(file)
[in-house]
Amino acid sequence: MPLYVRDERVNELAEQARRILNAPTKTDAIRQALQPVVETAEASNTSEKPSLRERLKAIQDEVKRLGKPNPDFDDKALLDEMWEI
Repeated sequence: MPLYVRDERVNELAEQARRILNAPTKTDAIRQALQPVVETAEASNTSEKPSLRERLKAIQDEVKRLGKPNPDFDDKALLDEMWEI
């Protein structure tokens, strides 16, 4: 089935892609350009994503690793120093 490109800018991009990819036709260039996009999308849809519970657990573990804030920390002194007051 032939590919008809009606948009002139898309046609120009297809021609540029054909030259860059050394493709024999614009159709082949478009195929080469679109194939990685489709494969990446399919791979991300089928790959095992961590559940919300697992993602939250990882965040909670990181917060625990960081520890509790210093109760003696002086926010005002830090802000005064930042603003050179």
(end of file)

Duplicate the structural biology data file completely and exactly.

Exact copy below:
[in-house]
Amino acid sequence: MPLYVRDERVNELAEQARRILNAPTKTDAIRQALQPVVETAEASNTSEKPSLRERLKAIQDEVKRLGKPNPDFDDKALLDEMWEI
Repeated sequence: MPLYVRDERVNELAEQARRILNAPTKTDAIRQALQPVVETAEASNTSEKPSLRERLKAIQDEVKRLGKPNPDFDDKALLDEMWEI
């Protein structure tokens, strides 16, 4: 089935892609350009994503690793120093 490109800018991009990819036709260039996009999308849809519970657990573990804030920390002194007051 032939590919008809009606948009002139898309046609120009297809021609540029054909030259860059050394493709024999614009159709082949478009195929080469679109194939990685489709494969990446399919791979991300089928790959095992961590559940919300697992993602939250990882965040909670990181917060625990960081520890509790210093109760003696002086926010005002830090802000005064930042603003050179």